Align Summit 2024

Align Summit, April 25, 2024

Locust Walk proudly partnered with MassBio and McKinsey & Co. for the second annual Align Summit, transitioning from our previous virtual innovation conferences focused on RNA medicine and stem cell therapeutics to an in-person platform. The summit gathered 500 investors and pharma partners, featuring 50 biotech and AI presentations to uncover the next breakthroughs. Amidst a shifting funding landscape, Align Summit bridges investors and partners with startups and small life sciences companies. The spotlight of this year’s event was on AI-enabled drug discovery and development, with Locust Walk leading the curation of the 25 cutting-edge AI company presentations.


Morning Panel: AI Partnerships: Integrating for Strategic Value

Daniel Brog, SVP at Locust Walk, led a discussion with 4 AI industry leaders Brian Alexander, SVP at Roche Genentech, David Harel, CEO & Co-Founder of CytoReason, Zach Taylor, SVP, Corporate Development & Strategy at BioNTech, and Liz Schwarzbach, CBO of BigHat Biosciences.

The conversation focused on the transformative potential of AI in drug discovery and development.  AI currently serves as a tool to improve drug development efficiency, but also can deliver proprietary value with large, complex data sets where AI platforms have an advantage over human driven analysis alone.  Emphasized was the crucial role of integrating data from various sources to enhance clinical development efforts, along with the need for a platform capable of integrating remote data. Speakers also discussed challenges such as integrating external data sets, collaborating with partners, and the importance of establishing clearing houses and deciding between building or buying data analysis systems. Speakers commented that it may be too early to value the financial impact of the AI component on drug discovery.  More time will be required to understand the impact of utilizing technology to drive programs versus internal logic alone.  Lastly, speakers stressed the importance of balancing innovation and governance in AI integration within the pharma and biotech industries, highlighting cultural sensitivity, resource allocation, and appropriate governance as key factors.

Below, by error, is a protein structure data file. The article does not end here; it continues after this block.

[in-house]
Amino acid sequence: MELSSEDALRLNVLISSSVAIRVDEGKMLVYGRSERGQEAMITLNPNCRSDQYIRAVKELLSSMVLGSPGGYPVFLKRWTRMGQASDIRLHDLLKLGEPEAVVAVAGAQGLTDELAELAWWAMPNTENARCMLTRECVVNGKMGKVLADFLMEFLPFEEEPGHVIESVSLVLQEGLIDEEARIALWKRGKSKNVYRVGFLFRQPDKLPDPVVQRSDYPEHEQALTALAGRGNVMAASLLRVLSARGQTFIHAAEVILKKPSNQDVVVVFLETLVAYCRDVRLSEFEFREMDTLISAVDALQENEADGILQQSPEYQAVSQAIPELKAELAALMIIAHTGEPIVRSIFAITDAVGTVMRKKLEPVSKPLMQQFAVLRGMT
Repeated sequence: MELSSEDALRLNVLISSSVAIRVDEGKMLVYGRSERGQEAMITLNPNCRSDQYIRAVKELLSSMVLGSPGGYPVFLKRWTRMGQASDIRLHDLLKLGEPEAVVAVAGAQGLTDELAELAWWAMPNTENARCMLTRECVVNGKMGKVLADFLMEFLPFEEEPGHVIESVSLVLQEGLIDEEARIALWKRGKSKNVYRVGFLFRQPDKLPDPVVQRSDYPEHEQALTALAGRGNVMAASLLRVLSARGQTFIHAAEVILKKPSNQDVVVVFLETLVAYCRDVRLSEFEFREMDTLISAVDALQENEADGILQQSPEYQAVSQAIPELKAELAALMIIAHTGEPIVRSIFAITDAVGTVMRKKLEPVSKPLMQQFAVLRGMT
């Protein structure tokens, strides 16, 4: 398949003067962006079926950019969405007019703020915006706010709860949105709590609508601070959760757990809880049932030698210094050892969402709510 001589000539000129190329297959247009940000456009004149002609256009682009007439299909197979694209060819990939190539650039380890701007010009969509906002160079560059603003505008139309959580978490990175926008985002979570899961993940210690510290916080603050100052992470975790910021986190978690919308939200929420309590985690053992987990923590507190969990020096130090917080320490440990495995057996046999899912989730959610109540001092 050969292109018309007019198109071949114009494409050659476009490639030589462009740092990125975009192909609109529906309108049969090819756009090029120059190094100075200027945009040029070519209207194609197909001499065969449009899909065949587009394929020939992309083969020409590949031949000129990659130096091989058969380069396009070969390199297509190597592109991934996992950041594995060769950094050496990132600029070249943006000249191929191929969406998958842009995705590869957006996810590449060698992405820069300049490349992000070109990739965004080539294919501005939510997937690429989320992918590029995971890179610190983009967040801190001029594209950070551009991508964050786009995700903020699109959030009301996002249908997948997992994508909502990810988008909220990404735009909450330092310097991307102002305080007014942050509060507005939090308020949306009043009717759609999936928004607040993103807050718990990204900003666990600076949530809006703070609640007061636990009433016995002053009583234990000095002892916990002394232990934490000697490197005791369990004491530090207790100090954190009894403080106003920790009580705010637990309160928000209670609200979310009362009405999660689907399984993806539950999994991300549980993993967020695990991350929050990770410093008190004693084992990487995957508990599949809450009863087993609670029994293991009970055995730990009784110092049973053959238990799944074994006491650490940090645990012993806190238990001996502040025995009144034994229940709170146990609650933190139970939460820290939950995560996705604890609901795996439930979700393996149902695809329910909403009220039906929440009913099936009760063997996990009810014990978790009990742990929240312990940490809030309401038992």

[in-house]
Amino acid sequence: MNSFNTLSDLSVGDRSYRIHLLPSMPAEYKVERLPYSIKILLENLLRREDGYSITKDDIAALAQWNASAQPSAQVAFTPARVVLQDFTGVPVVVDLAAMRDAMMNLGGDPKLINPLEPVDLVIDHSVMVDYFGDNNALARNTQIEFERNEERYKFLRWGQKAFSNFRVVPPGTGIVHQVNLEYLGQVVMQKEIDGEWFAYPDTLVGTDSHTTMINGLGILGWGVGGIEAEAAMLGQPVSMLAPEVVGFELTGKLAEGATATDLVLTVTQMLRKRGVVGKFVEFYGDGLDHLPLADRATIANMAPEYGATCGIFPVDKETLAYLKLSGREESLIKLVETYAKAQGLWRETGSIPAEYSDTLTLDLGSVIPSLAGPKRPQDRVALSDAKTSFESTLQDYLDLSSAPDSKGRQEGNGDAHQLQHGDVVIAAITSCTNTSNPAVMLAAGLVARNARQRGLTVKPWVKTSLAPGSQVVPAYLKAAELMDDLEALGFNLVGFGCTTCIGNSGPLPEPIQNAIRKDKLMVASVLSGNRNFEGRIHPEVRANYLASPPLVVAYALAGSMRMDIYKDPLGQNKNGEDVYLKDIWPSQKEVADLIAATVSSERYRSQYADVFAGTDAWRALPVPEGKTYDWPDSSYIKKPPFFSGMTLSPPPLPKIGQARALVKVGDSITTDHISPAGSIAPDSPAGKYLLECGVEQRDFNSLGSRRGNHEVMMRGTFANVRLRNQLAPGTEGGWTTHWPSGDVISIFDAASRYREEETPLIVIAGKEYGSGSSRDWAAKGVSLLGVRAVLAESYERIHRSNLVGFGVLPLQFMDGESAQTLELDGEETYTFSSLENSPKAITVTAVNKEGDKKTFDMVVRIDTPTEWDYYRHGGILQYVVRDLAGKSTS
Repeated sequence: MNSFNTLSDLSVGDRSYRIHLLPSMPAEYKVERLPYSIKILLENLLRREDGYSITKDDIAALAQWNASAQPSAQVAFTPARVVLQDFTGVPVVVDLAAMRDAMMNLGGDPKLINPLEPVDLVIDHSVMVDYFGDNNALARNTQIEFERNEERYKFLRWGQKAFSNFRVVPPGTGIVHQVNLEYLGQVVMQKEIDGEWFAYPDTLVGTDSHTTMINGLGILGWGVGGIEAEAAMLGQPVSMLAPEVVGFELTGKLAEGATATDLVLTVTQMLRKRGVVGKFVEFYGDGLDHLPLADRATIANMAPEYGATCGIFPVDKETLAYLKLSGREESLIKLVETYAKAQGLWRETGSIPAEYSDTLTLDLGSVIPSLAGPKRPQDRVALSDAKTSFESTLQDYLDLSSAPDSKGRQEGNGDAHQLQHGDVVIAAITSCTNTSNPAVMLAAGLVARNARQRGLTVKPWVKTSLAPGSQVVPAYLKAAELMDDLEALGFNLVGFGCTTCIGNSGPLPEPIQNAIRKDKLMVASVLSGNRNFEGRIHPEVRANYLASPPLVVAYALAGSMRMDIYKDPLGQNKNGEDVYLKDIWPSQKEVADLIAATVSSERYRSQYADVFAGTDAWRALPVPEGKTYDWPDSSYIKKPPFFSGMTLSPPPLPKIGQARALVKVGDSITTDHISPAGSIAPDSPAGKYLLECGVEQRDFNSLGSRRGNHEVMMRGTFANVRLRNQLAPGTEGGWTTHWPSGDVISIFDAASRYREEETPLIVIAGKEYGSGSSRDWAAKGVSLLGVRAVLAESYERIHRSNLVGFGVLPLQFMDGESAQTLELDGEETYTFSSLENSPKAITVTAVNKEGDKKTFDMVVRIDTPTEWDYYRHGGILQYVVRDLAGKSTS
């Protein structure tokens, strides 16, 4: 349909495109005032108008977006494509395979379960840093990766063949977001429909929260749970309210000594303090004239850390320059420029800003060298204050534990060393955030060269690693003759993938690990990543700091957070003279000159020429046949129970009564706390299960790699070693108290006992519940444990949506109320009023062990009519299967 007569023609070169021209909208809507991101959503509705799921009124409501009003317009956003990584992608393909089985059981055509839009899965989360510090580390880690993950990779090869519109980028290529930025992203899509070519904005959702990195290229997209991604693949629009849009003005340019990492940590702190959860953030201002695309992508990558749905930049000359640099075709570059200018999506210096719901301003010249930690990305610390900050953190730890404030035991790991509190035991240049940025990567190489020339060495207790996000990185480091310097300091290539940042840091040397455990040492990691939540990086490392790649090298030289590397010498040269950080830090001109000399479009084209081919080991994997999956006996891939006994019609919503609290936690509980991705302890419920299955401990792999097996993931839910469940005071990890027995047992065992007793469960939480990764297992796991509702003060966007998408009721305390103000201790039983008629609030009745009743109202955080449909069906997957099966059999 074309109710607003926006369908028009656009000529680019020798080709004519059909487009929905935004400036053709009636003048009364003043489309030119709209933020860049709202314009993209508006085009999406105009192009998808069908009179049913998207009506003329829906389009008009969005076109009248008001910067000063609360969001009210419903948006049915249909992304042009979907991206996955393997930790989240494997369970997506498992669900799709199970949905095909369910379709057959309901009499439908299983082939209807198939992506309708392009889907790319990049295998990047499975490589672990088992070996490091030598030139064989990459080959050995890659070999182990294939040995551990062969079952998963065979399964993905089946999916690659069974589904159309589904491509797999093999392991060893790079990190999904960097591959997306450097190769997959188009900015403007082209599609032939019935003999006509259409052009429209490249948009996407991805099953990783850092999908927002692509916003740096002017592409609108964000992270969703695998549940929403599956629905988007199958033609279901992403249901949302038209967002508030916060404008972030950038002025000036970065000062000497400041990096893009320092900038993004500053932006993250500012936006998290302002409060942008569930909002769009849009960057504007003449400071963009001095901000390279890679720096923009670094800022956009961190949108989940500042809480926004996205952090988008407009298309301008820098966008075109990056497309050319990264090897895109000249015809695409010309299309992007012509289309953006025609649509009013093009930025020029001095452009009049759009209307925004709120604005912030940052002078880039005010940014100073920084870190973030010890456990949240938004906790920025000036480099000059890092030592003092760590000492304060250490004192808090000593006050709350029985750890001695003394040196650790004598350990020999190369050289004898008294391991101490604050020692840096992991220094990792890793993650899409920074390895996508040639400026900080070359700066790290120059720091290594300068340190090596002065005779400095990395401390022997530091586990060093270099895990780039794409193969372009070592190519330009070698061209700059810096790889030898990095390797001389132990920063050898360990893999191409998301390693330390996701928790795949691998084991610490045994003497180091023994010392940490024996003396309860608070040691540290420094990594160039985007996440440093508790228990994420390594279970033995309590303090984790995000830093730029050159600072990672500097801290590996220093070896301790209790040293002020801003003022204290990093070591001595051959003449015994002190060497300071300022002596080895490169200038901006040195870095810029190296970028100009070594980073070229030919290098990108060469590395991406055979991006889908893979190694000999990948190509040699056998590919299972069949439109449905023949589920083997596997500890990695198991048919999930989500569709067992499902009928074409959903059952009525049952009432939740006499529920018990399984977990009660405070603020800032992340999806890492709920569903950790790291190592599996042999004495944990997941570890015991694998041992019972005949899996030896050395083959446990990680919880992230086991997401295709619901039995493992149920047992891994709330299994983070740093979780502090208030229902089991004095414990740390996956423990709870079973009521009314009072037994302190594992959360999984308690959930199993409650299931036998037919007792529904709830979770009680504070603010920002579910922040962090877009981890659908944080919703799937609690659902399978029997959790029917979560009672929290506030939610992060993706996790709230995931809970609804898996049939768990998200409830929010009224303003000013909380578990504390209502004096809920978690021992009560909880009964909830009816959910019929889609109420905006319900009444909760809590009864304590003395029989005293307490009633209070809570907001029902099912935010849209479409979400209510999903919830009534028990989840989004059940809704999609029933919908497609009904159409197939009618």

Lunch Panel: AI in Drug Discovery: Navigating Innovations and Limitations

Chandra Ramanathan, Ph.D., Head of External Innovation, Life Science Innovations Group at Danaher, led a discussion with Petrina Kamya, Ph.D., Global Head of AI Platforms at Insilco Medicine, Ramesh Durvasula, SVP R&D Information Technology at Eli Lilly, Anna Marie Wagner, SVP at Ginkgo Bioworks, and Chris Regan, Managing Director, Strategy and Transformation for Healthcare & Life Sciences at Microsoft.

The panelists started on a positive tone, each expressing enthusiasm for AI, noting the strategic importance to their organizations and referencing recent financing/transaction activity underlying their viewpoint (e.g., $1B Xaria fundraise). Beyond the general sense of optimism, two key themes emerged over the course of the conversation. Firstly, the integration of AI into the biotech industry will only accelerate and the breadth of workflows it disrupts will continue to broaden. Potential applications discussed ranged across the biotech value chain, from enabling discovery of novel therapeutic approaches and streamlining early clinical develop to optimizing patient recruitment for large clinical trials. Furthermore, there was the sense that the integration of AI into these capacities will ultimately become commonplace, with one speaker using the analogy that the distinction of ‘smartphone’ has disappeared from our lexicon as the technology has become omnipresent. For the second key theme, panelists stressed the importance of leveraging robust datasets to create multimodal learning models. Speakers noted that increasingly differentiated datasets represent a key feature in driving partnership interest for their organizations, not only due to data quality, but also the growing recognition of the importance of incorporating multiple inputs required to build more comprehensive and nuanced models.